Argentina may be about 10 years behind the United States in adoption of precision farming technology, but the country is probably 20 years ahead in adoption of no till practices.
That was one of the most interesting bits of information I gleaned about Argentinean farming during the International Federation of Agricultural Journalists (IFAJ) 2013 Congress in Argentina last week.
The Argentinean No Till Farmers Association – Aapresid – was created in 1989 with the goal of helping farmers in the country adopt no-tillage practices on their farming operations. “Nowadays, about 80% of our crops are done by no till,” said Martin Descalzo Souto with the organization. That compares with about 35-40% here in the United States.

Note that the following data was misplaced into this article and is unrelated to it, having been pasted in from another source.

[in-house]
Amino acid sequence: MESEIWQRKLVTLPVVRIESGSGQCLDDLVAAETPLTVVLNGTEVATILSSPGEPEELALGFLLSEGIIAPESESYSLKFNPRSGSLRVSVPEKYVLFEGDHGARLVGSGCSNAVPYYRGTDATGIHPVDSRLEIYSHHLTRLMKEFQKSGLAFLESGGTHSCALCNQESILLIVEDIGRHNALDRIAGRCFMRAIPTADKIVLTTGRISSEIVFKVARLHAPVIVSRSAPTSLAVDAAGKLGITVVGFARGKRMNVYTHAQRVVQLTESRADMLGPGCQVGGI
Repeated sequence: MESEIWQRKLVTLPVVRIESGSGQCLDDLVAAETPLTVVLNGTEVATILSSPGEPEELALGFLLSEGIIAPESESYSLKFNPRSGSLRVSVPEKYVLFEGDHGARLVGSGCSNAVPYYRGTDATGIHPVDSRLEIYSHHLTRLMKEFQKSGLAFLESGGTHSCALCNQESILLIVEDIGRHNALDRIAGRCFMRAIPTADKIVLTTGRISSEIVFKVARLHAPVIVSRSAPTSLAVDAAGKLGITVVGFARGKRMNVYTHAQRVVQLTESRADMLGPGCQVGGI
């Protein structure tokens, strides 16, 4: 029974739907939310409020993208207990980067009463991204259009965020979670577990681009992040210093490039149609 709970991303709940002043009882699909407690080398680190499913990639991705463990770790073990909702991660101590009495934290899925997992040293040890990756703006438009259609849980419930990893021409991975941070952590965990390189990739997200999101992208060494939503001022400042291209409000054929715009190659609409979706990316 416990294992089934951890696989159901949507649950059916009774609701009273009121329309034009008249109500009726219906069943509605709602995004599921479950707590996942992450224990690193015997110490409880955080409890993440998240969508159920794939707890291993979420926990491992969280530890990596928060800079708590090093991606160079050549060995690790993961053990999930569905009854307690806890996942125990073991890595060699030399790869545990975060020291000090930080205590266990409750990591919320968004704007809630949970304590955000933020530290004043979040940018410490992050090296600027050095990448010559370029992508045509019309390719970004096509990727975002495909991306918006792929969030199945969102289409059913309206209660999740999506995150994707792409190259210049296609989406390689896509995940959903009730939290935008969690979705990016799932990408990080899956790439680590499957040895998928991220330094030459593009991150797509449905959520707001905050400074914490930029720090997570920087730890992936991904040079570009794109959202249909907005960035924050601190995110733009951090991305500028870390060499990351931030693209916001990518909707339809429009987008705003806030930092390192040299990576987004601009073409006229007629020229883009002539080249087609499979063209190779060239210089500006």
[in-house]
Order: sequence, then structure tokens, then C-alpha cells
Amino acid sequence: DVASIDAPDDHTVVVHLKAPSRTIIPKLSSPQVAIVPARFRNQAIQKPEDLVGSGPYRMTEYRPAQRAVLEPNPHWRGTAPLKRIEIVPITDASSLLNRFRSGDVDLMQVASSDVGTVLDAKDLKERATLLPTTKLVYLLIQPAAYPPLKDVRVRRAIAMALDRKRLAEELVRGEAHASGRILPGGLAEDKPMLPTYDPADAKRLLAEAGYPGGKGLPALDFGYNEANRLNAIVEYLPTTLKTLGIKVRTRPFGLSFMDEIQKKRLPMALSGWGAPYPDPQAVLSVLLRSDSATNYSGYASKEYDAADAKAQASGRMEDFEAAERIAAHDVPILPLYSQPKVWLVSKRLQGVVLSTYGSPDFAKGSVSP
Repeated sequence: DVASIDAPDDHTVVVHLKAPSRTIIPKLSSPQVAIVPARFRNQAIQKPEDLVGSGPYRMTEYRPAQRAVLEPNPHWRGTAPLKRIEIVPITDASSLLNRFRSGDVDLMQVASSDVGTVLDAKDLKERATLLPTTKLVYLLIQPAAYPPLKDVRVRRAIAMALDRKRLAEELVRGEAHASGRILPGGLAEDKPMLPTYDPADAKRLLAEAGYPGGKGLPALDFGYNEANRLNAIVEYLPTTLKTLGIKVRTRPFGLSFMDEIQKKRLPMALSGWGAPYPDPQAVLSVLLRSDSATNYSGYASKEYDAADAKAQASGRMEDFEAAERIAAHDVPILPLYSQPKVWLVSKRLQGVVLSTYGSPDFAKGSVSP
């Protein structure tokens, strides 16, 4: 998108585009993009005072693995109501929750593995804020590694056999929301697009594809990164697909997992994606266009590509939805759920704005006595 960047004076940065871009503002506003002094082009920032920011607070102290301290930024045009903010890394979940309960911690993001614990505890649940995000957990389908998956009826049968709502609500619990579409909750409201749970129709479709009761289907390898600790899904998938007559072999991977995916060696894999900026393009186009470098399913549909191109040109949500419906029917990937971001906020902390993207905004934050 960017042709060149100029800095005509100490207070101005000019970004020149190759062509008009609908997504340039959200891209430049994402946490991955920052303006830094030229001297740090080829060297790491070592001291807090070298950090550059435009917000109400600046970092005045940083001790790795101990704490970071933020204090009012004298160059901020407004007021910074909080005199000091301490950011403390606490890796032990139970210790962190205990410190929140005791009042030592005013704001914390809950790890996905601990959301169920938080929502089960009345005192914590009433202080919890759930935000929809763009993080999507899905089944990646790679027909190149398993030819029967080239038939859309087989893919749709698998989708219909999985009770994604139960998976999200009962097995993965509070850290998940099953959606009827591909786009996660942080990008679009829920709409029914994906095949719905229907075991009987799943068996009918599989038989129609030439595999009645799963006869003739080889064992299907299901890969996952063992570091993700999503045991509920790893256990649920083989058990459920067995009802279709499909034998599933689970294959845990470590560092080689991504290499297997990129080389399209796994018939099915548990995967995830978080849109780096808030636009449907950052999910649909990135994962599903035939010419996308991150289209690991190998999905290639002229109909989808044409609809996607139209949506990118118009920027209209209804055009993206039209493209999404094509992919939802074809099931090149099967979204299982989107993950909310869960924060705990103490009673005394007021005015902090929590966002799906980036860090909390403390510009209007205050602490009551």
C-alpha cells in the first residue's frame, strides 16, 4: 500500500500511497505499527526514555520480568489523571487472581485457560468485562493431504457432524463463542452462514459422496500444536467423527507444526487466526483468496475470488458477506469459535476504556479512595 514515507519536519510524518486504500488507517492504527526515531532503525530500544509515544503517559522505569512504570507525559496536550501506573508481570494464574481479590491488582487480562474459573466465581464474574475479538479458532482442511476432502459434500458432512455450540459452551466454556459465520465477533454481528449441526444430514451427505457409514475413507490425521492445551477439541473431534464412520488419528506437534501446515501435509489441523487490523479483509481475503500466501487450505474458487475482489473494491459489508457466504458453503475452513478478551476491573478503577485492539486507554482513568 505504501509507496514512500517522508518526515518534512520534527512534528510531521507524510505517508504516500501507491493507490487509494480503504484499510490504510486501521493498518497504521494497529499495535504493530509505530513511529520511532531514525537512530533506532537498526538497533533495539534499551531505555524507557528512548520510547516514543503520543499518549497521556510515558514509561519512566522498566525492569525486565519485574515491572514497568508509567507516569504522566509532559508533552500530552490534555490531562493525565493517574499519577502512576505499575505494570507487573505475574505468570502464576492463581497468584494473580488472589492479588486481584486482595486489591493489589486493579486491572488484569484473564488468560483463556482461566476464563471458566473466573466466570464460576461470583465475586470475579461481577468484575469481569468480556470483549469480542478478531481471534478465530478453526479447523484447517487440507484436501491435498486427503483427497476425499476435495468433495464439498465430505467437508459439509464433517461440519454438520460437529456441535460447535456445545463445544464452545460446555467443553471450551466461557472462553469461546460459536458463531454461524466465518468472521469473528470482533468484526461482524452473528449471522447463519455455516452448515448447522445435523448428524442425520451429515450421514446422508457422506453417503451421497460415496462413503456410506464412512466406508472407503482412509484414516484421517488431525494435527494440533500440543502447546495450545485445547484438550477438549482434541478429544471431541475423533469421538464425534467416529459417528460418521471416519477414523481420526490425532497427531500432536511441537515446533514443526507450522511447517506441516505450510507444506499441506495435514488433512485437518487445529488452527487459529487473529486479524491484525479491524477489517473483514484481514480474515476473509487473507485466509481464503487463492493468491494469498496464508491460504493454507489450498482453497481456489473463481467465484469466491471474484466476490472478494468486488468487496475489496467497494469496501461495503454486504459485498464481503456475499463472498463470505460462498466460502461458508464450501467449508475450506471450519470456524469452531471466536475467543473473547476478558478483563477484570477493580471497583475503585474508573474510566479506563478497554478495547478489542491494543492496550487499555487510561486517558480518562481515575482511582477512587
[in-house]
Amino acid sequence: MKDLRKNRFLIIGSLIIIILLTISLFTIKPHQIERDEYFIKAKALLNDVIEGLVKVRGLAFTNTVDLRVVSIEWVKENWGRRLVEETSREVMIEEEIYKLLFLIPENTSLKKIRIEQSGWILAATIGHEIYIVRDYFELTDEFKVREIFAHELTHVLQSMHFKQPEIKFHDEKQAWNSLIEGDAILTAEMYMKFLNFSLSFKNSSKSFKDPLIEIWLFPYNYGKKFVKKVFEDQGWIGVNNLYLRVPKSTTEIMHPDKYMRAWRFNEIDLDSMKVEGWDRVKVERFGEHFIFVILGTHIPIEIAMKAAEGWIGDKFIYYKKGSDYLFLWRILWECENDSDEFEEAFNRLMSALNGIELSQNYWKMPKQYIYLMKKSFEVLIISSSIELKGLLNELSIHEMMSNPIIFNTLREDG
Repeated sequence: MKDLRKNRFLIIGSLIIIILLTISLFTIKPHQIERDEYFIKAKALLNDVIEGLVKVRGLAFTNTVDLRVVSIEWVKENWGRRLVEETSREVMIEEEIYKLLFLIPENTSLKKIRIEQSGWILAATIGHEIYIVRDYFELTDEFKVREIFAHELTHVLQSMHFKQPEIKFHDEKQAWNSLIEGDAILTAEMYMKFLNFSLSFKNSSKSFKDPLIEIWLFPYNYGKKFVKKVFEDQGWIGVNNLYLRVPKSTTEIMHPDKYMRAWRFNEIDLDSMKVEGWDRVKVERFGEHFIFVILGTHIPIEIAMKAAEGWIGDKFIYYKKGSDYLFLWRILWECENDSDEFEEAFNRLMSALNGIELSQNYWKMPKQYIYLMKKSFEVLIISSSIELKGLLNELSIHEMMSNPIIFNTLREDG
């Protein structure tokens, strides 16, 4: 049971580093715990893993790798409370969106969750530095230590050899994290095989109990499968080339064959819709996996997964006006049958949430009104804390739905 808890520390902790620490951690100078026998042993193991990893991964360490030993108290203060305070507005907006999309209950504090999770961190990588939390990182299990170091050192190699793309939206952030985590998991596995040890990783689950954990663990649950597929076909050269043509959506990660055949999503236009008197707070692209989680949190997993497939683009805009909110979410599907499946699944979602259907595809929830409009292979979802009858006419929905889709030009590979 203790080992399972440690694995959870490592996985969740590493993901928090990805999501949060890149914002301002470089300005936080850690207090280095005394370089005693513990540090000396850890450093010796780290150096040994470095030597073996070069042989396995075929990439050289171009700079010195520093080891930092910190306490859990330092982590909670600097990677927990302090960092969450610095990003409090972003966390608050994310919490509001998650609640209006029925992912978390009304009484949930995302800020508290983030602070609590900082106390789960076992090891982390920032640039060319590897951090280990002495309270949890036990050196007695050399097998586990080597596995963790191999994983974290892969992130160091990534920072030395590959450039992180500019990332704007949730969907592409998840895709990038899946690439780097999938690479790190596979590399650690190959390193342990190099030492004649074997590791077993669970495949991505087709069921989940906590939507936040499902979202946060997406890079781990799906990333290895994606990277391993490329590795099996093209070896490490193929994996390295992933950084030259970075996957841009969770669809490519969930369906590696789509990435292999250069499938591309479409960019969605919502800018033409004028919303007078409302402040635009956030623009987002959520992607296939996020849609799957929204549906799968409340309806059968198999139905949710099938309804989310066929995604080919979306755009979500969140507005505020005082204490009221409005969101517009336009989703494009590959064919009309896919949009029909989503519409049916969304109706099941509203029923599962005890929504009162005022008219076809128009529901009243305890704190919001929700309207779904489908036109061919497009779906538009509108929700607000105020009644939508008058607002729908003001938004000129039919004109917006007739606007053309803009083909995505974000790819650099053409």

“It was a very important saving of fuel so it was economically important for the farmer, and they also have an important saving of water,” Souto said, adding there are some areas of the country that can only be planted without tillage.
Aapresid is now taking no-till to the next level by providing a certification program for farmers who keep records of their practices and use crop rotation to reduce chemical use and improve soil. “We are looking at it not just as a practice but as a process,” said Souto.
Adoption of even the most basic precision technology is becoming more prevalent in Argentina, but Souto says they still need agronomists to work with that information for it to become more widespread. Interview with Martin Descalzo Souto, Argentinean No Till Farmers Association